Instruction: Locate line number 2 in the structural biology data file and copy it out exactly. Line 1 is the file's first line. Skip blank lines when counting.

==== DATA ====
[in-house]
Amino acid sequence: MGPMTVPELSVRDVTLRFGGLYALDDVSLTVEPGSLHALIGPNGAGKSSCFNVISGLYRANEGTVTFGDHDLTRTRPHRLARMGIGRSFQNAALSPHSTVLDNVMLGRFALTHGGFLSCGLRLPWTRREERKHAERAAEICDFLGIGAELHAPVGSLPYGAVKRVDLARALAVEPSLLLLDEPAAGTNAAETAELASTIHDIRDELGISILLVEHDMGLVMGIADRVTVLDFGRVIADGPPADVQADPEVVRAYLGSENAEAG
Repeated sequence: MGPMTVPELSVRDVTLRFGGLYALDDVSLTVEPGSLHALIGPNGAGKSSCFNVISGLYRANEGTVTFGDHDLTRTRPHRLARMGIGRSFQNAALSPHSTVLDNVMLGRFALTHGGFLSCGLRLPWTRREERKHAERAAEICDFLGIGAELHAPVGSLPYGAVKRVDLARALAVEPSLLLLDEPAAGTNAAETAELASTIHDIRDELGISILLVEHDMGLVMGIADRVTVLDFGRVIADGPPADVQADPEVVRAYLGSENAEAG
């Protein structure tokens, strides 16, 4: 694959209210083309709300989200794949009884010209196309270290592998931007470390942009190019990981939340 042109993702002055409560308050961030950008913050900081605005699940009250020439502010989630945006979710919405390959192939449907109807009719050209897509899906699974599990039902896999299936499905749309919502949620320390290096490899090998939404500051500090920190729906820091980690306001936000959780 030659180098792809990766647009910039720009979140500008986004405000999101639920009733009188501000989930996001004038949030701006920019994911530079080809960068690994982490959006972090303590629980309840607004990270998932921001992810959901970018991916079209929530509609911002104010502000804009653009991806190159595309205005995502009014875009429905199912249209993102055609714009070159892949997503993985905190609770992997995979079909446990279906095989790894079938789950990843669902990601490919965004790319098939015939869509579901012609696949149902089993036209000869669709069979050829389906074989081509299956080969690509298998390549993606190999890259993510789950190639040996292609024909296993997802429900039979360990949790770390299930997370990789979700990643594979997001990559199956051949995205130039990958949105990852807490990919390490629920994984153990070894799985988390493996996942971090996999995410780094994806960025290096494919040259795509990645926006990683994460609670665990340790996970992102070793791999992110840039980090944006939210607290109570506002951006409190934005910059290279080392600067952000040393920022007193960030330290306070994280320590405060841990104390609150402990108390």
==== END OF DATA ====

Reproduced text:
Amino acid sequence: MGPMTVPELSVRDVTLRFGGLYALDDVSLTVEPGSLHALIGPNGAGKSSCFNVISGLYRANEGTVTFGDHDLTRTRPHRLARMGIGRSFQNAALSPHSTVLDNVMLGRFALTHGGFLSCGLRLPWTRREERKHAERAAEICDFLGIGAELHAPVGSLPYGAVKRVDLARALAVEPSLLLLDEPAAGTNAAETAELASTIHDIRDELGISILLVEHDMGLVMGIADRVTVLDFGRVIADGPPADVQADPEVVRAYLGSENAEAG